After MacGowan's departure from the band he was briefly replaced by Joe Strummer, who had also produced the Pogues fifth and final album with MacGowan on board, Hell's Ditch.
The Pogues last came here with Strummer in 1992, and while their relationship was a fruitful one, it was short-lived, the former Clash frontman leaving in less than a year to pursue his own projects.
"I don't think we could have continued if we didn't have that interim with Joe, because the man was basically like morale on legs, and gave us all the boost we needed," Spider says.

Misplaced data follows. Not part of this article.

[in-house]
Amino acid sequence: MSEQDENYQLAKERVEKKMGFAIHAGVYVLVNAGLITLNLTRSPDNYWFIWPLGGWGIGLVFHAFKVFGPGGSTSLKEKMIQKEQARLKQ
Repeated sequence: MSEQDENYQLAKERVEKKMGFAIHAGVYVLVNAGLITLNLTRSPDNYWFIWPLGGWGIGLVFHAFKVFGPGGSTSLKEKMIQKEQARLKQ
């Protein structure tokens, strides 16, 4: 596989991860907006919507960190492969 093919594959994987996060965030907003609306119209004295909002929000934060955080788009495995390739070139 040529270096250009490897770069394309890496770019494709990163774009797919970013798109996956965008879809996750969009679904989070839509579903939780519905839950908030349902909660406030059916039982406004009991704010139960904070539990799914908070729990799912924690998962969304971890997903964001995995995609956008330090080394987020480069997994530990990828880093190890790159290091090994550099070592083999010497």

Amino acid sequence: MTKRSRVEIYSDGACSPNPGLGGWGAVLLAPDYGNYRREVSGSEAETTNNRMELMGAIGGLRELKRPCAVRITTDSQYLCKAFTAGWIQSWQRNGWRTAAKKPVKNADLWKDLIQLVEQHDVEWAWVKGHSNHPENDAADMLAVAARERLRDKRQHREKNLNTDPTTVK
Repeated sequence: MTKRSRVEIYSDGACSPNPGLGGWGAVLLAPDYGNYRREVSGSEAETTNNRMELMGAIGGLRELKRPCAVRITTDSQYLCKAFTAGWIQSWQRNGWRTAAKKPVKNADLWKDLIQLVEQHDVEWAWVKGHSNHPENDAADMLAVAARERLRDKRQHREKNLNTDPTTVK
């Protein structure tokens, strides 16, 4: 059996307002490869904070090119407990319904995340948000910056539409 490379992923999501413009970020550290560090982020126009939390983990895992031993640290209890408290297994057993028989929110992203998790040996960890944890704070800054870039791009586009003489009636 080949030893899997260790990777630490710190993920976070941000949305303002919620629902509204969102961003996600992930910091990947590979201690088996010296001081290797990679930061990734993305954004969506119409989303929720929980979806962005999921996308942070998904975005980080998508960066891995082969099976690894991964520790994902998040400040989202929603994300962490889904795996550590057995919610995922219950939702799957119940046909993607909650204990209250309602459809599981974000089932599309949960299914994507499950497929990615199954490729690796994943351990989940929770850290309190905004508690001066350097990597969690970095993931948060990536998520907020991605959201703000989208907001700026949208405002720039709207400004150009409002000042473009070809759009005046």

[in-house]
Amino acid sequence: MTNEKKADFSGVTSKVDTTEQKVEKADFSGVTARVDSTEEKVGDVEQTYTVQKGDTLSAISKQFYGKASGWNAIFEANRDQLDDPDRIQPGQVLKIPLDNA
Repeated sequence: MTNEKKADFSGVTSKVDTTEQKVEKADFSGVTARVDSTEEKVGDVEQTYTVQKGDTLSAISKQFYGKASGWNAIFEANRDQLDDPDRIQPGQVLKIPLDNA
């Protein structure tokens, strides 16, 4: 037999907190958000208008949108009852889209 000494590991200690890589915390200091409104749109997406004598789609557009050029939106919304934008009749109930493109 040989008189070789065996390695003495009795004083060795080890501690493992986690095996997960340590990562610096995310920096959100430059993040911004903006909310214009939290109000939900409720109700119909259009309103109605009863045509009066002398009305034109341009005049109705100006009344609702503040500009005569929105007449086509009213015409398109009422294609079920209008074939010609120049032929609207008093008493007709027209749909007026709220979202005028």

After Strummer left, Spider took over the singing duties.
The Pogues made two more albums without MacGowan, shedding original members along the way, and finally breaking up in 1996.
"Shane's a fantastic songwriter, and to replace someone like that is no easy task...and we never really did," Spider says. "When you get to Pogue Mahone (1996), I think you can see a new direction starting to take shape, but at the same time we'd all had enough of it by then, really.
"I have to put my hand to my heart and say that I don't like the last two Pogue albums nearly as much as I like the first five."
Most people would probably have to agree.
Along with their set on July 29 at Fuji Rock Festival, the Pogues will also perform July 26, 7 p.m. at AX in Shibuya, Tokyo, (03) 5738-2020, and July 27, 7 p.m. at Osaka Mother Hall, (06) 4397-9061.